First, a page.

2. Share the every day chores. Washing up, hoovering, doing the laundry, putting the bins out. They're all a bit boring and if one person thinks they're doing all the work, then resentment can soon build up. So make sure you both pull your weight. Sometimes you might allocate certain tasks (in my house my husband tends to do the bins), but occasionally, step up and do their bit too.

2. It's not just about sex. When children enter the equation and you're knee deep in nappies and exhausted because you've not slept for longer than 2 hours straight for weeks on end, it can be difficult to imagine how you ever managed to create this new life. There are times in married life when your libido packs up its bags and goes on holiday for a while - but you're married for life and when things settle back down again you can reignite the passion. You don't have to do it every night, week or even month to prove how much you love eachother. Accept that this is a temporary phase and enjoy less vigorous past-times. You can be close by just sitting next to eachother on the sofa and holding hands.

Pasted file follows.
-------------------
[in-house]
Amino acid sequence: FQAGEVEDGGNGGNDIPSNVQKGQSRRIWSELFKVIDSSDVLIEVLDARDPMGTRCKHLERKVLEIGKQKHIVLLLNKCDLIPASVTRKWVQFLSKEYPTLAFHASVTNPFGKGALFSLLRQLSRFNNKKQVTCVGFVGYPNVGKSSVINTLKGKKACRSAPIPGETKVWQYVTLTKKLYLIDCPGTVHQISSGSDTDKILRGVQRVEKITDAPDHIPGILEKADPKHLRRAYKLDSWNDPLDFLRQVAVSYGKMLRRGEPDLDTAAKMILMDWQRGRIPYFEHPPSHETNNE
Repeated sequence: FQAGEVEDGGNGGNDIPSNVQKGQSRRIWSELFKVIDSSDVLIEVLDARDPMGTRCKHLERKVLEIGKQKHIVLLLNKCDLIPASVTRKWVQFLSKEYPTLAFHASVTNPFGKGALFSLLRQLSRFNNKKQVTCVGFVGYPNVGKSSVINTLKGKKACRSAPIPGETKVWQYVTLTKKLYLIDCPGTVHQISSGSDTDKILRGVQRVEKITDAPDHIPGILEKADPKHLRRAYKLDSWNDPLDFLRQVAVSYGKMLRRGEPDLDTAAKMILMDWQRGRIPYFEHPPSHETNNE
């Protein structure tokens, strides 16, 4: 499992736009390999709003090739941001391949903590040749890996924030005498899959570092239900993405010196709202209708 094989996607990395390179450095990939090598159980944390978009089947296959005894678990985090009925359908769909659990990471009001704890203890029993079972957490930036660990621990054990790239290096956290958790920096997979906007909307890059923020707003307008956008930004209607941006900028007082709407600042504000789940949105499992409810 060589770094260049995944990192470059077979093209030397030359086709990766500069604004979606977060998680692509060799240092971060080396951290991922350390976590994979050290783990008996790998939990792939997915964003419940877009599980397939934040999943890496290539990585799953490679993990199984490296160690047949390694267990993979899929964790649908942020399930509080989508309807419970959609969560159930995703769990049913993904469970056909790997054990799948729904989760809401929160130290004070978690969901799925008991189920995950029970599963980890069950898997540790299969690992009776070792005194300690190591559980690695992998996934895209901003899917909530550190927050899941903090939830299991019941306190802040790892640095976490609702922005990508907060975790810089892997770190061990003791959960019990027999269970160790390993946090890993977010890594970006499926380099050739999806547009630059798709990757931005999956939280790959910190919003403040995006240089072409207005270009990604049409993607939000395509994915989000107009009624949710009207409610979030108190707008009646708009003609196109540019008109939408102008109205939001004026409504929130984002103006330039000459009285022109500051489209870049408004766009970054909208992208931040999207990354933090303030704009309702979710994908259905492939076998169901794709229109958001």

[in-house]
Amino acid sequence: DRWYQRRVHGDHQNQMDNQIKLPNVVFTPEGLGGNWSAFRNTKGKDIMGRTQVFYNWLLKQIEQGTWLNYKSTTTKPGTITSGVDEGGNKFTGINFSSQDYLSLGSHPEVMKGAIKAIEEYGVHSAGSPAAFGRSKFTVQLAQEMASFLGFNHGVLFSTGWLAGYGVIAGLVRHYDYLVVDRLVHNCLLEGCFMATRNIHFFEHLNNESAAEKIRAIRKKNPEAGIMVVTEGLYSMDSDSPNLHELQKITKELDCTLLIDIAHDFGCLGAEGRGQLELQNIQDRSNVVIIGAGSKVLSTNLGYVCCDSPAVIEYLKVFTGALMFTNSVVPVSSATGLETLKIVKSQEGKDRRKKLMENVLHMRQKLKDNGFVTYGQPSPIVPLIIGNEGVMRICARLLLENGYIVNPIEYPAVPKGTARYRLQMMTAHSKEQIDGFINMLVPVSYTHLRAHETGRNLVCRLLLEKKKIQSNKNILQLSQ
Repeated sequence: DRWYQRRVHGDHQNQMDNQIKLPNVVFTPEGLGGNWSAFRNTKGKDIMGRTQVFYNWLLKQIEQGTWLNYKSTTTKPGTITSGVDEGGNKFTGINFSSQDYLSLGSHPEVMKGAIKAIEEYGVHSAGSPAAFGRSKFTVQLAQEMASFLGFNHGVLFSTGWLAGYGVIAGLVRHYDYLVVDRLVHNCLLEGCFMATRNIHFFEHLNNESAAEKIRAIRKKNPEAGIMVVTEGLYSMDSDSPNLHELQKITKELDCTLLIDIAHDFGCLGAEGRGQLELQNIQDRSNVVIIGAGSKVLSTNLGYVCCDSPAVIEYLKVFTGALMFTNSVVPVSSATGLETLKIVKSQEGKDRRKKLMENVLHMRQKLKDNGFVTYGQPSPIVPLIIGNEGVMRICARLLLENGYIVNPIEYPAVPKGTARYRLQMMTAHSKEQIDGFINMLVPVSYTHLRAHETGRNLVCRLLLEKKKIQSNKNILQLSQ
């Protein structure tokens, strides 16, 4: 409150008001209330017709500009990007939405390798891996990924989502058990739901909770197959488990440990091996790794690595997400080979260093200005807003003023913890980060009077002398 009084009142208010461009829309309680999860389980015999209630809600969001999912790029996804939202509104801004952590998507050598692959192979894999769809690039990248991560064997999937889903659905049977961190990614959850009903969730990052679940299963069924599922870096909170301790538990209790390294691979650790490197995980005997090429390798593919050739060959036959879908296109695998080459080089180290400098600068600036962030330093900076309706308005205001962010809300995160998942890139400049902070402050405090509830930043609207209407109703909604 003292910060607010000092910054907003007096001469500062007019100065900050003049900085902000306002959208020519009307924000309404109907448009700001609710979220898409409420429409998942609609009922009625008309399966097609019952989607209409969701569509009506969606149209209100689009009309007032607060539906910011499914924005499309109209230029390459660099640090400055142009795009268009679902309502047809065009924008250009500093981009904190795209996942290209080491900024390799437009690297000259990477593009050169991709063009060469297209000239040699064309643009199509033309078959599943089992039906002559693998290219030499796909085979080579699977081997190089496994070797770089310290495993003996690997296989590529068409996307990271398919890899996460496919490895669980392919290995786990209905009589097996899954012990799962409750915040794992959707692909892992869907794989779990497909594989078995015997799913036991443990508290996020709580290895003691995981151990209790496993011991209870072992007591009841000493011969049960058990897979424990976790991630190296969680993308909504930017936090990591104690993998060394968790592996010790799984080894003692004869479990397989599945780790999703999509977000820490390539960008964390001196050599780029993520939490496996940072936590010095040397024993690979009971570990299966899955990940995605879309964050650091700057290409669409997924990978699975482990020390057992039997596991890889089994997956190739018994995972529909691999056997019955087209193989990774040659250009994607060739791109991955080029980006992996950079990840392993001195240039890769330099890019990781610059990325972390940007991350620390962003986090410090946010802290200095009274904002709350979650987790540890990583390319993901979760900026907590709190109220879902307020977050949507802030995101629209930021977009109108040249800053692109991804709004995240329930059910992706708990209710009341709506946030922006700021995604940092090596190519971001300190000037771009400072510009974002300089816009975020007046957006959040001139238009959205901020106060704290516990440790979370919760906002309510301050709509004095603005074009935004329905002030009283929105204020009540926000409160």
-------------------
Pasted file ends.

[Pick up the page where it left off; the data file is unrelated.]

3. But you can keep the spark alive. Every now and then I look at my husband when he doesn't know I'm watching and I focus on what made me fancy him like mad when we first met. The way his eyebrows sit above his twinkling eyes, the way he runs his hand through his hair, his cute bum. Every time I do this I remember how much I love him and why I am so thrilled to be his wife.

4. Be responsible for your own happiness. Being married is not all roses. Sometimes you experience sadness too. But don't depend on your other half to make you happy. You are responsible for the way you feel. So take ownership of your emotions and if you're having an off day (or week or month) do something constructive about it. Go out for a walk or a run, go and see a doctor if you need to, but don't blame your spouse, just ask for their support in helping you help yourself.